Likewise, in Gernika's Hannot Mintengia's 2016 documentary Markak Bernardo Atxaga says that "remembering and memory require a lot of effort; some form of support for that is necessary, some signs are needed in order to remember, because the most normal thing is not to remember, is to forget".
And in order not to forget, the Lobak project has taken their forebears' testimony. As Mintegia says, "because memory must be understood as something which obliges you to act now".
And that is what the Lobak project is. It began as a creative model for culture and art in 2012. The grandchildren of people who survived the bombardment put it together, "so that each of us can make a contribution using each testimony and piece of heritage they left us".
Many of the people who took part in the Markak documentary gave their testimony and expressed their feelings. The Gernika 2037, memoria eta espazio publikoa ('Gernika 2037, memory and public space') project came after that, and was presented on 20th April at Astra. A project which tries to recovered Gernika's historical-social heritage.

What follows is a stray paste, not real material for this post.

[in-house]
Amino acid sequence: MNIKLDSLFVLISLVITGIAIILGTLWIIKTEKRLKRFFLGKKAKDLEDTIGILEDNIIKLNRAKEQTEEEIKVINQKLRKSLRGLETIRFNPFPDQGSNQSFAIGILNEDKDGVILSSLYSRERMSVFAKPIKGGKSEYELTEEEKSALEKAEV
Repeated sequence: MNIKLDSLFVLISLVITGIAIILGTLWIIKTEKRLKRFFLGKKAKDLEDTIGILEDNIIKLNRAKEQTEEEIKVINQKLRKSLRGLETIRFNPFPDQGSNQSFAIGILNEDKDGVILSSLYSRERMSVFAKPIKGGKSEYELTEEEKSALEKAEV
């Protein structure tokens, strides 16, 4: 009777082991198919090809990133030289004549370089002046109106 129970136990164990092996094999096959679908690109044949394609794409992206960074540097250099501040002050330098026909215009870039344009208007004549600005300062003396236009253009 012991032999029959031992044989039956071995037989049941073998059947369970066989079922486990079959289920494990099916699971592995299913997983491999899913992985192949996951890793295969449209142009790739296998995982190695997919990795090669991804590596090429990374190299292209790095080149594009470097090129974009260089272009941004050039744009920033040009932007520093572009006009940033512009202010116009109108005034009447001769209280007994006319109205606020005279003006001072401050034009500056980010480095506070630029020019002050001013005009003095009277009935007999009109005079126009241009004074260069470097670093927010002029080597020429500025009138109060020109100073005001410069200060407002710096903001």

"Many tourists ask if there is any trace of what happened in the town; but, in fact, Gernika was completely destroyed after the bombardment and it had to be rebuilt", Uriarte told us. "In fact, we don't know anything about Gernika, about the Gernika after the bombardment. During the filming of Markak they found a column which had bullet holes from the civil war. We didn't know about it and, whether we like it or not, it is part of our historical heritage.
Maitane Uriarte (Lobak project):
“The town's history is paralysed by fear. Our grandmother always told us to be careful, even though it was all over"
Because of that "our aim is to identify the places where the bombardment left its mark; starting up a plan to recover our heritage, from the civil war, from before it and after it". As Uriarte explains, it is a long-term project "a challenge for the bombardment's centenary.